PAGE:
A woman applying a cold treatment with an ice pack on her shoulder.

Hot vs Cold Treatment

Hot vs Cold Treatment

My patients often wonder and ask me whether to use heat or cold after they feel pain. My general rule of thumb is to think about what each is designed to do.
ICE is usually used to reduce inflammation, which includes redness, swelling, pain, heat, and/or loss of movement . Applying ice to the affected area will help eliminate or at least relieve these signs and symptoms. Generally ice is the best to use in case of any acute injury such as a ligament/muscle strain or sprain. It’s best to apply an ice pack for the first 48 hours after an injury occurs. It’s best not to apply ice directly onto the skin but to use an ice pack or ice placed in a plastic bag with a thin towel wrapped around it. Apply the ice pack for at least 20 minutes to injured area and remove for 20 minutes – alternate on and off for about an hour or so for at least a day or two.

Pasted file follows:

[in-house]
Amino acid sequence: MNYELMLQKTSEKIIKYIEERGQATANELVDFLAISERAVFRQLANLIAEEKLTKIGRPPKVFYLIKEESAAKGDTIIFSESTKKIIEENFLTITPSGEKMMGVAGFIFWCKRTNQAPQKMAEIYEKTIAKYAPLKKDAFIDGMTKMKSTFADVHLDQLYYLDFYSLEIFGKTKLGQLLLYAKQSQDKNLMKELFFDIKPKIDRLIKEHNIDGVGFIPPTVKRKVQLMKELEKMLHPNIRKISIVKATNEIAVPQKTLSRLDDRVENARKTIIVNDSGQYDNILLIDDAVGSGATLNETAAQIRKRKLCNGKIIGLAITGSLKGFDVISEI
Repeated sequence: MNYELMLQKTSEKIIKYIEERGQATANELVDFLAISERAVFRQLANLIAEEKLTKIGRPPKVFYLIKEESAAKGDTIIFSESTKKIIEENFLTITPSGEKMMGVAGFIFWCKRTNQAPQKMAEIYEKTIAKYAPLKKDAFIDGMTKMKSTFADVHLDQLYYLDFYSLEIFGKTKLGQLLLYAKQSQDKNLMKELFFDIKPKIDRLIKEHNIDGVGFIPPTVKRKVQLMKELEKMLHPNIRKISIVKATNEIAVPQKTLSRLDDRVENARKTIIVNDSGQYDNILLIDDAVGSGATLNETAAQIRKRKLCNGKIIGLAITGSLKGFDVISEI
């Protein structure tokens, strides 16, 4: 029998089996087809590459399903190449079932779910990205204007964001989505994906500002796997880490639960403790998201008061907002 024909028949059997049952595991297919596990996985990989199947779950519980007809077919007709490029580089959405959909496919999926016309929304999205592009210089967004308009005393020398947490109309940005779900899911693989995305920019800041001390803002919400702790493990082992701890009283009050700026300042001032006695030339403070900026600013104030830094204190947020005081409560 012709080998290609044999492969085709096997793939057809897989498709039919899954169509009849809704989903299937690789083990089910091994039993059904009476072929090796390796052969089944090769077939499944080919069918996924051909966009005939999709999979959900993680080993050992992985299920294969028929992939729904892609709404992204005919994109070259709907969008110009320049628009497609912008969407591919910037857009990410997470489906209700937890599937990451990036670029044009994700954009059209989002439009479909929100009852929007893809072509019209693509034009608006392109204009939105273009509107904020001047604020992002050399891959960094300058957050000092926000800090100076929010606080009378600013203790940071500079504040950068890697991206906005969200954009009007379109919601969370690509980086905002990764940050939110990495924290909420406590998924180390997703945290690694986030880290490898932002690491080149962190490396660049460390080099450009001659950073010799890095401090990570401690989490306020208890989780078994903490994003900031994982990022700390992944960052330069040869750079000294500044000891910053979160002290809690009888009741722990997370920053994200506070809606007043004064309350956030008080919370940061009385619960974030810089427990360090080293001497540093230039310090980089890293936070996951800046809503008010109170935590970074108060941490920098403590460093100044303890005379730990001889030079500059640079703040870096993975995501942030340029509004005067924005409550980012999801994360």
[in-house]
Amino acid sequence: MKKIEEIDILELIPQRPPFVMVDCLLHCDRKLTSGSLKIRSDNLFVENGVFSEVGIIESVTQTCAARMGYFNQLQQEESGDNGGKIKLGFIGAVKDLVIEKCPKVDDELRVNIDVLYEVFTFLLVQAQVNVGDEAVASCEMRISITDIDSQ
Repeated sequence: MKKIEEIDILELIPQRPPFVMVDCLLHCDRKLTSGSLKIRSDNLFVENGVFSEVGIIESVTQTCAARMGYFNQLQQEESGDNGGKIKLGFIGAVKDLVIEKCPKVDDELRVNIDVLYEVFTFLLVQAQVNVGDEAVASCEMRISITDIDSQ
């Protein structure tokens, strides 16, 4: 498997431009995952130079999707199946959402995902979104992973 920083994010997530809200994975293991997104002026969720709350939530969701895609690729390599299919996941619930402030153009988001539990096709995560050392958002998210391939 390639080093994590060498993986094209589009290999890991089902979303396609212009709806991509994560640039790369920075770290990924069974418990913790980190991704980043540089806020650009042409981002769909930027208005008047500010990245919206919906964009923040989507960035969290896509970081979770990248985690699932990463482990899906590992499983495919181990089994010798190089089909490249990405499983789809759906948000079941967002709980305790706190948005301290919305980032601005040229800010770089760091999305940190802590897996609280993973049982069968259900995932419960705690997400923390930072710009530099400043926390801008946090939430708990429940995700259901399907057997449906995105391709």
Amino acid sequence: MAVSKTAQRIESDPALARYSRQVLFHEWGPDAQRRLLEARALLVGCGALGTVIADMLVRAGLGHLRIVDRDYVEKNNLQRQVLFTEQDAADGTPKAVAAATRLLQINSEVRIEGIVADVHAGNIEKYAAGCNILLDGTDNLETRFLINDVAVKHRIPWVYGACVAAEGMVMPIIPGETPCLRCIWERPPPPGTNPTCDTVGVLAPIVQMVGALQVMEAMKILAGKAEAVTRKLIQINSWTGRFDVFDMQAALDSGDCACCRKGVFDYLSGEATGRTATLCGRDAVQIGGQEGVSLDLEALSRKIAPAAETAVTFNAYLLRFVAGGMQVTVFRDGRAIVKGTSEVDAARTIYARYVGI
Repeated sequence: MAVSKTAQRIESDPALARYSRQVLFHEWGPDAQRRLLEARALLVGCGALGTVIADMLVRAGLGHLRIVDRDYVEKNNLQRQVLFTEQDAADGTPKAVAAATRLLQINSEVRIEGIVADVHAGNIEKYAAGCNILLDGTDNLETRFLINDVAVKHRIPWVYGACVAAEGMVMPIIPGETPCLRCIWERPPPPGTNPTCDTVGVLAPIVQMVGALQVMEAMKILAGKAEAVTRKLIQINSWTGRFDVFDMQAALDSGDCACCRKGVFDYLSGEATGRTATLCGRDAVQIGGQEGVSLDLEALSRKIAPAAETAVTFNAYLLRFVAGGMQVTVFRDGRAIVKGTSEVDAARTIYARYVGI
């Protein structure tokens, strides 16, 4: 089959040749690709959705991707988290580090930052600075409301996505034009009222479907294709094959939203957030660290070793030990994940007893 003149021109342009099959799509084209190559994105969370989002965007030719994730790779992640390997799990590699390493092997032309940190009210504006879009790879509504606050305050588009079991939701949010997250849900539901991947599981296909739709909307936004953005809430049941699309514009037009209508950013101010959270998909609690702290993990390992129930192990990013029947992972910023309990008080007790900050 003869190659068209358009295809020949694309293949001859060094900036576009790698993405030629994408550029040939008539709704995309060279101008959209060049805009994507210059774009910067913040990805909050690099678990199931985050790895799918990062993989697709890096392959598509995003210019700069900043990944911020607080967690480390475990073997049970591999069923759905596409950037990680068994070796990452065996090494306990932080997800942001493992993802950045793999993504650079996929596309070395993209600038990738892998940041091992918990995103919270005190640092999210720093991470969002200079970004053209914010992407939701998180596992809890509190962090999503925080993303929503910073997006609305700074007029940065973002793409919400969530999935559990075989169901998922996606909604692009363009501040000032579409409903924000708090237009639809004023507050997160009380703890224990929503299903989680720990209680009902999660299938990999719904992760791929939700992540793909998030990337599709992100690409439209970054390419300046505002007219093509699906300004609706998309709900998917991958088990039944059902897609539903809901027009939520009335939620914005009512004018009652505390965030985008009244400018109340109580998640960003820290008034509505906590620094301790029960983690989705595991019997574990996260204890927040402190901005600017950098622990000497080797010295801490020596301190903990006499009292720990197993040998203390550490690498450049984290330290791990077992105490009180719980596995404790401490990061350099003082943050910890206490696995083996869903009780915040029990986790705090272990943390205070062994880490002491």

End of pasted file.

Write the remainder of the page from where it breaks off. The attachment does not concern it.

HEAT is best used on a chronic (on-going pain that has been there for awhile) injury. Heat helps to increase circulation in the muscles and is best used on tight, cramping or spasming muscles. A hot pack, heating pad and hot water bottle are just a few examples of what can be used.
Sometimes if there is a soft tissue injury, you may alternate between heat and ice. The ice will aid in reducing the pain while the heat will help with increasing the range of motion. Like with any treatment, there may be contraindications (a symptom or condition that makes a particular treatment or procedure inadvisable) so it’s always best to ask a health care professional on what they advise to use. I always tell my patients if it makes it feel better, you’re probably using the right thing!

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